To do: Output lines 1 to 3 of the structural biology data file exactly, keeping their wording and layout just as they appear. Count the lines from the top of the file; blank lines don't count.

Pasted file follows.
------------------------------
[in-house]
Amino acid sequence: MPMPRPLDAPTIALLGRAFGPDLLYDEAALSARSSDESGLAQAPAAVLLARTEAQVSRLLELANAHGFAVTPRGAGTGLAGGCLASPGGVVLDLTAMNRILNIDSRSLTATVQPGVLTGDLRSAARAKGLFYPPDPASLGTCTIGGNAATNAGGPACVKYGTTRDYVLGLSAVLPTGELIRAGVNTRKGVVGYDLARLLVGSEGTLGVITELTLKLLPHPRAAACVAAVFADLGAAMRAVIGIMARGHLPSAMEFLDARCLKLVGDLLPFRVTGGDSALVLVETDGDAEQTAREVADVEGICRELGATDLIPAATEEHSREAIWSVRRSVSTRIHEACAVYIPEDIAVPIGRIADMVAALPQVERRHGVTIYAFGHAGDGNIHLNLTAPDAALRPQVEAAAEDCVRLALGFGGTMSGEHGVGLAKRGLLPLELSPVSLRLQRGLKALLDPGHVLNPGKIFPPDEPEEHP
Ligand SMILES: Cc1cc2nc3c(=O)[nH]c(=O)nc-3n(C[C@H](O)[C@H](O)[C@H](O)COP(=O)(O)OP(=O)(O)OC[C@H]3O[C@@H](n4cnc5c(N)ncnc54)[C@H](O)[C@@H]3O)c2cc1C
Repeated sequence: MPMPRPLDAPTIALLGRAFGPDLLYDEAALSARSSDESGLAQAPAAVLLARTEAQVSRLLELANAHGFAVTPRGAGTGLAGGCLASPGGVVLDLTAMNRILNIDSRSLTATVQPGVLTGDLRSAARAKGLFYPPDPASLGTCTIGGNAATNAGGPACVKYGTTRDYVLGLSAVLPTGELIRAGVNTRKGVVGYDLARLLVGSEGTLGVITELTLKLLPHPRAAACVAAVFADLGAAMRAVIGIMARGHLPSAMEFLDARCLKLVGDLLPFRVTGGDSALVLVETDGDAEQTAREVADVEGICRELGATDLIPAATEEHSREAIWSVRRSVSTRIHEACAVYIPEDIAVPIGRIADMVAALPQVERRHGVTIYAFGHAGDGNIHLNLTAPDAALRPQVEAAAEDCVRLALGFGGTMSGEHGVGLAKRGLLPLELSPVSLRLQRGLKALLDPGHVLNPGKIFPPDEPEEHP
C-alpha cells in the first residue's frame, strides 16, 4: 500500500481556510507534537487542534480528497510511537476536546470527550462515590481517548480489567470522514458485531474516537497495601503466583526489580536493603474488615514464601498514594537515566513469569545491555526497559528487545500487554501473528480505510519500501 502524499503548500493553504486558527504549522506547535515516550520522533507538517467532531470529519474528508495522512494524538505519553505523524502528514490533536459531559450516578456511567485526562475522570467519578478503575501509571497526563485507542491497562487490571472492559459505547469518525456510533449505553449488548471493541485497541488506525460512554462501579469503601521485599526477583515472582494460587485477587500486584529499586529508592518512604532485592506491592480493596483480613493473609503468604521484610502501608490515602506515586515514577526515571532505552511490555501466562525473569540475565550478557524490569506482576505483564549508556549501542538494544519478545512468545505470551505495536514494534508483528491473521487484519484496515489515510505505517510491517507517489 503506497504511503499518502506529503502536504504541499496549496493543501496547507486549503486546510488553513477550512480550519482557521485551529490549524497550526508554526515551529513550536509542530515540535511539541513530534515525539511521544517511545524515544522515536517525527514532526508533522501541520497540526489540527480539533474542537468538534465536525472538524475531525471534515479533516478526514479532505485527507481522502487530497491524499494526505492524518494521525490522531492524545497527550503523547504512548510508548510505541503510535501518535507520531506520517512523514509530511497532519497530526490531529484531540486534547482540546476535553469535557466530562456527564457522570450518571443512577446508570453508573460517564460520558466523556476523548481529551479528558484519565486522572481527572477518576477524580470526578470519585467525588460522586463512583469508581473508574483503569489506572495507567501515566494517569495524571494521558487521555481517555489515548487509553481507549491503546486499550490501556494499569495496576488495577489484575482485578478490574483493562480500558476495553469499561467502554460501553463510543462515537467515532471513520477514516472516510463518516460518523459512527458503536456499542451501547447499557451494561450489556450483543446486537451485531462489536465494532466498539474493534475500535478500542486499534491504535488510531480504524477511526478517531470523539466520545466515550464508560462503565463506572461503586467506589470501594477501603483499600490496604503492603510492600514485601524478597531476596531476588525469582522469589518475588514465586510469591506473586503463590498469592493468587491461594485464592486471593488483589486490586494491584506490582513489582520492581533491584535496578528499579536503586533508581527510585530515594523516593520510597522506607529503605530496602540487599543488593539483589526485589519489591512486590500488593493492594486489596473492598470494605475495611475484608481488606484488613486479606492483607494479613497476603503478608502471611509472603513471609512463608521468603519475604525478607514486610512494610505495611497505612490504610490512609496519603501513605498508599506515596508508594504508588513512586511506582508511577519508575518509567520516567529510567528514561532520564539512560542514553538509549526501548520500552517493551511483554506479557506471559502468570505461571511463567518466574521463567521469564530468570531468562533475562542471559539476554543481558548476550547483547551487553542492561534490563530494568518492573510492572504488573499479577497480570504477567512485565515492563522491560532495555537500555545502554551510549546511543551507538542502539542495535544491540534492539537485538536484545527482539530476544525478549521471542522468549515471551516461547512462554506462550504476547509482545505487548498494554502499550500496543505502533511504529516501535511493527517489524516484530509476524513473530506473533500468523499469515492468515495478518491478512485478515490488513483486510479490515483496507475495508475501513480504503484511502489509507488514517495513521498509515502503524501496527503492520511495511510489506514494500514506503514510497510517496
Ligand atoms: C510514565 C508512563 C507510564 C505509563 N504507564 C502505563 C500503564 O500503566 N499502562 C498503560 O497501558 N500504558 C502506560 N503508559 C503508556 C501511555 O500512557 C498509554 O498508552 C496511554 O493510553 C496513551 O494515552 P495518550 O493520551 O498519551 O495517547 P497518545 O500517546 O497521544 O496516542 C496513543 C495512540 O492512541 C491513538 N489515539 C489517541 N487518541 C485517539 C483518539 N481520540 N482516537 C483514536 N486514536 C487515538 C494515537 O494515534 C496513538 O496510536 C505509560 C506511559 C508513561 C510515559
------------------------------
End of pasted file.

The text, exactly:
[in-house]
Amino acid sequence: MPMPRPLDAPTIALLGRAFGPDLLYDEAALSARSSDESGLAQAPAAVLLARTEAQVSRLLELANAHGFAVTPRGAGTGLAGGCLASPGGVVLDLTAMNRILNIDSRSLTATVQPGVLTGDLRSAARAKGLFYPPDPASLGTCTIGGNAATNAGGPACVKYGTTRDYVLGLSAVLPTGELIRAGVNTRKGVVGYDLARLLVGSEGTLGVITELTLKLLPHPRAAACVAAVFADLGAAMRAVIGIMARGHLPSAMEFLDARCLKLVGDLLPFRVTGGDSALVLVETDGDAEQTAREVADVEGICRELGATDLIPAATEEHSREAIWSVRRSVSTRIHEACAVYIPEDIAVPIGRIADMVAALPQVERRHGVTIYAFGHAGDGNIHLNLTAPDAALRPQVEAAAEDCVRLALGFGGTMSGEHGVGLAKRGLLPLELSPVSLRLQRGLKALLDPGHVLNPGKIFPPDEPEEHP
Ligand SMILES: Cc1cc2nc3c(=O)[nH]c(=O)nc-3n(C[C@H](O)[C@H](O)[C@H](O)COP(=O)(O)OP(=O)(O)OC[C@H]3O[C@@H](n4cnc5c(N)ncnc54)[C@H](O)[C@@H]3O)c2cc1C